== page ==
As for whether the yard sign effort is a sneaky way to campaign for Rand Paul, Jackson says the reason his firm launched the tea party ads in Kentucky was a simple one: "That's where we are." Of course, he recognizes the potential boost the tea party signs might offer to Paul. "I think if somebody’s putting a tea party sign in their yard that’s very likely a vote for Rand Paul," he says. Jackson's firm actually worked for Paul's opponent, Jackson's "good friend" Trey Grayson in the GOP primary. But now that Paul is the Repubilcan nominee, Jackson plans to vote for him. Meanwhile, he says, the TPP ads, which only ran for a few days last week, were so successful that his company is planning to expand them to other markets in Florida, Ohio, and California.

Jackson isn't just helping TPP out of the goodness of his heart (which he acknowledges). He would like the TPP store to corner the market on tea party gear, which is now sold in a host of different places. He thinks tea party activists need a central shopping site online. It's a potentially lucrative business. If the company's television advertising succeeds in getting tea partiers to buy a million signs, that translates into $8 or $9 million in business for his company and a nice chunk of change for the Tea Party Patriots, which receives some of the proceeds. (Neither Jackson nor Oljar would divulge what the TPP percentage is on the store sales, but Jackson says "it's significant.") The potential fundaising doesn't quite put TPP in the league of FreedomWorks, the group led by former House Minority Leader Dick Armey and funded by corporate donations, but it's not bad for a barely year-old group that claims to be a grassroots organization. And who knows? All those yard signs might just help get Rand Paul elected to the U.S. Senate.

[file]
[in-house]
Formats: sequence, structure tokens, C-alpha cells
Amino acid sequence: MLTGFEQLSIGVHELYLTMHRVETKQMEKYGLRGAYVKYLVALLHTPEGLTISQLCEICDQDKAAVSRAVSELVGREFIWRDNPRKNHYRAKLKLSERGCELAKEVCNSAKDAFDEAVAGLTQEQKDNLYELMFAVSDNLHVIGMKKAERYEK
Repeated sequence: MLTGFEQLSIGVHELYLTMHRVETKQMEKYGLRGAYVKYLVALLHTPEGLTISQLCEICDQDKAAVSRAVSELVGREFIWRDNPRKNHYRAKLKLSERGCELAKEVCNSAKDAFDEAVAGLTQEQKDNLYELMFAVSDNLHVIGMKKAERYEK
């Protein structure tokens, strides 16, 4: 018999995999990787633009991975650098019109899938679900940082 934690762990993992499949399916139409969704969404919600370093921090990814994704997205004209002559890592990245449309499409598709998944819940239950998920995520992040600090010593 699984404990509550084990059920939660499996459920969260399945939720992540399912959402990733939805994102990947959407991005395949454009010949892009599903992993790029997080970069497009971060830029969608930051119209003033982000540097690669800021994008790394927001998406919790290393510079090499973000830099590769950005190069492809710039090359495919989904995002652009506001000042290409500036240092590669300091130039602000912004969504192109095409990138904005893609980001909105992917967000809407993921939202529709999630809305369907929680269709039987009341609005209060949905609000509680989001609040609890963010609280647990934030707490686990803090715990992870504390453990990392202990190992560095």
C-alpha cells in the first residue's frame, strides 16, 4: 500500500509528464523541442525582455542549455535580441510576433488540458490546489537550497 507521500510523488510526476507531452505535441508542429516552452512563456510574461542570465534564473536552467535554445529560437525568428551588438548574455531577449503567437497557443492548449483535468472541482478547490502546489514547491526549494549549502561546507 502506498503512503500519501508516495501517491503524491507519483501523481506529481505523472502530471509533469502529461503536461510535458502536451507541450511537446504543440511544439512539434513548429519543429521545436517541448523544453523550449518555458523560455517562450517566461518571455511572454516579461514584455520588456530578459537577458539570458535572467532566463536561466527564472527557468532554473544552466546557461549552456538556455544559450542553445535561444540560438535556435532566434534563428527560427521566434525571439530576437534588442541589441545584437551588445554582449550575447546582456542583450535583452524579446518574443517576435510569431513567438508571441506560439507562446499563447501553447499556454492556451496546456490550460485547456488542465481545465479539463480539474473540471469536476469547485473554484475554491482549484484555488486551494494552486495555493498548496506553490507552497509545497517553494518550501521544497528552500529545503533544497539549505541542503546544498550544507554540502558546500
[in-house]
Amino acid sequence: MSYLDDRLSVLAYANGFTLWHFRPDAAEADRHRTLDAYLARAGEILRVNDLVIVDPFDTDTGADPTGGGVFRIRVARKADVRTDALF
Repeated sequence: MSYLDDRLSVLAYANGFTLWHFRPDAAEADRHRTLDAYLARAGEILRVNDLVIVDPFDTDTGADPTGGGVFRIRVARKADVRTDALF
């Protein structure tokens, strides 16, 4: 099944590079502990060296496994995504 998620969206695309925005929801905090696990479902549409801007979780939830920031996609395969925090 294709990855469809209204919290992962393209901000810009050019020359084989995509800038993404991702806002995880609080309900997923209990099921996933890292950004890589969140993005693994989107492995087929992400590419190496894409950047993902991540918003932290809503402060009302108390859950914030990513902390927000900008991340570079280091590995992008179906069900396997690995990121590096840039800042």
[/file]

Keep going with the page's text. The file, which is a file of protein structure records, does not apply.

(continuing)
You can watch the ads here:

Gen. David H. Petraeus, commander of NATO and International Security Assistance Force troops in Afghanistan, visits a successful road construction project in the Badakshan province, Regional Command North, Sept. 30. Petraeus also attended a shura with Afghan President Hamid Karzai and U.S. Ambassador to Afghanistan Karl Eikenberry. Photo by U.S. Navy Chief Petty Officer Joshua Treadwell

Adam Serwer flags a trend from the latest Gallup poll that should give Democrats pause. While Democrats has retained support from blacks, support among Latinos has collapsed:

Serwer rightly flags the declining support as a sign that Republicans managed to win the immigration debate: they've criticized and obstructed Democratic attempts to pass an immigration overhaul, then turned around to blame Obama for failing to take action. Conservatives also have used Arizona's immigration law as a sign that Republicans are willing to take action. According to the Immigration Reform Law Institute, an anti-immigration group, political candidates in at least 12 states have promised to introduce state laws similar to Arizona's. Even if Latino voters don't approve of such measures, the GOP efforts also have succeeded in highlighting the Democrats' seeming inaction on the issue.